But the point of the workshop was relaying and practicing the method we wanted to impart on participants something I call the “Spaghetti Method.” The name comes the phrase “throwing spaghetti on the wall” and seeing what sticks.
Creativity, as I’ve learned over the years, requires putting your ideas out there, seeing what sticks, iterating, and testing the results.
Working with post-its, markers and limited time settings can accelerate this process. We adapted the method to mimic the experience of throwing out ideas onto the social web and seeing how people respond.
So, without further adieu, here’s how the panel and workshop went.
We started with a presentation from Noemi and Jane on #EpalWatch, from my research on #BlackLivesMatter and #UmbrellaMovement and from Marek’s work on targeted hashtag campaigns.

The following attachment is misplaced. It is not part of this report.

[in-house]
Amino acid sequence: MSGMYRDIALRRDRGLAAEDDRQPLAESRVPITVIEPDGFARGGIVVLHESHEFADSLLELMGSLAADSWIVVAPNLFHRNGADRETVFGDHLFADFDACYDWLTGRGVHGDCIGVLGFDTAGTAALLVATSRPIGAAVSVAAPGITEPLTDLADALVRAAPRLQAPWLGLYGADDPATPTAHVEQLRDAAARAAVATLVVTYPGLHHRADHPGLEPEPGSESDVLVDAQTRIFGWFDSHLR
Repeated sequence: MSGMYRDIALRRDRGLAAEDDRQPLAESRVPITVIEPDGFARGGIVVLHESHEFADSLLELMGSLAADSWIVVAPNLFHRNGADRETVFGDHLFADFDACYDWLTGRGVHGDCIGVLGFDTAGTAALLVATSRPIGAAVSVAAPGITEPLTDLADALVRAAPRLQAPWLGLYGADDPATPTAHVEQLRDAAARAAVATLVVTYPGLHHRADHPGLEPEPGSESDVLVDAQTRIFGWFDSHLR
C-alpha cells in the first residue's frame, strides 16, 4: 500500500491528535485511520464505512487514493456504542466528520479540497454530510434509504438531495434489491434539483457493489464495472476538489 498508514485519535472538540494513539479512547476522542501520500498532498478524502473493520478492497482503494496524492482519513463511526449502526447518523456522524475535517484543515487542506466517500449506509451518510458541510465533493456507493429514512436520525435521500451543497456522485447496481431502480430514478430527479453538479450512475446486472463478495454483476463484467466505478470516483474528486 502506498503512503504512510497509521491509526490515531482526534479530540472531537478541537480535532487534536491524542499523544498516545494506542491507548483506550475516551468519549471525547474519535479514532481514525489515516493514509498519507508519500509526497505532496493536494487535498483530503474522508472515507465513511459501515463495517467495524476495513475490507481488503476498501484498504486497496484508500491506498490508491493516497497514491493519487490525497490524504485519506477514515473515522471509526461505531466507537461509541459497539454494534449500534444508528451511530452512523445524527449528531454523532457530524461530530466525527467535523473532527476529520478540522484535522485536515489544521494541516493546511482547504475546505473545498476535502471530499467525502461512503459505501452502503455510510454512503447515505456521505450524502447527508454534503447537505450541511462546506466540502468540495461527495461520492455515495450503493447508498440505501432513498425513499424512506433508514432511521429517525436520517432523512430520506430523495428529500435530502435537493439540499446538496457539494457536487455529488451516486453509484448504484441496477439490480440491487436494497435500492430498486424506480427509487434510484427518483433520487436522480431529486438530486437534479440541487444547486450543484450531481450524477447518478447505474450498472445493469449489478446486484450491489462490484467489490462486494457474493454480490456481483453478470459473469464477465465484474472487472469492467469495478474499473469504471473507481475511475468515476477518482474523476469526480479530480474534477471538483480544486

You can download our slides and talks here, but here are the major takeaways we wanted to share:
Noemi and Jane
- Select a hashtag that can draw emotion out because emotional reactions to a hashtag spur people to action.
- If the hashtag involves photos, create a gallery.
- Test, test, test. Check if the hashtag has been used before for purposes you may not want to be associated with. Check who has used it and in what way.
- Know when to use a tactical hashtag versus a strategic one. For one-time or short-term events like a rally or demonstration, hashtags with a date are fine; but when you expect a long-drawn-out advocacy, drop dates and make the hashtag a catchy call to action.
- We write hashtags on paper signs in protests now because we recognize the critical blend of online and offline.
- Affective activism is a critical part of online activism, and the emotional affirmations of our work shouldn’t be ignored.
- Iterate, iterate, iterate. Digital culture is like oral culture written down.
- Aim for the “sweet spot” that moves the unconvinced into supporters. Hashtag campaigns are not typically effective for opponents.